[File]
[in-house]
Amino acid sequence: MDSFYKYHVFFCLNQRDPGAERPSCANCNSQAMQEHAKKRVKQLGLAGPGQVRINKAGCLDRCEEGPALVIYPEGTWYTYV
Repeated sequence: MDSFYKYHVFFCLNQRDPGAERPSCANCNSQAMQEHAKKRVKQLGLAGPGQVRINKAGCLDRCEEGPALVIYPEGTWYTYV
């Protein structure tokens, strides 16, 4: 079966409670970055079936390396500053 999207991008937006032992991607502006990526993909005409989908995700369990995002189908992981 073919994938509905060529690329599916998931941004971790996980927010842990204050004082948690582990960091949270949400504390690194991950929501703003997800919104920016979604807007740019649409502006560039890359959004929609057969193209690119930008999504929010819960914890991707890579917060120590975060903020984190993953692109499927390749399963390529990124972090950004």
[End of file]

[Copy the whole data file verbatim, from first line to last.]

[in-house]
Amino acid sequence: MDSFYKYHVFFCLNQRDPGAERPSCANCNSQAMQEHAKKRVKQLGLAGPGQVRINKAGCLDRCEEGPALVIYPEGTWYTYV
Repeated sequence: MDSFYKYHVFFCLNQRDPGAERPSCANCNSQAMQEHAKKRVKQLGLAGPGQVRINKAGCLDRCEEGPALVIYPEGTWYTYV
């Protein structure tokens, strides 16, 4: 079966409670970055079936390396500053 999207991008937006032992991607502006990526993909005409989908995700369990995002189908992981 073919994938509905060529690329599916998931941004971790996980927010842990204050004082948690582990960091949270949400504390690194991950929501703003997800919104920016979604807007740019649409502006560039890359959004929609057969193209690119930008999504929010819960914890991707890579917060120590975060903020984190993953692109499927390749399963390529990124972090950004």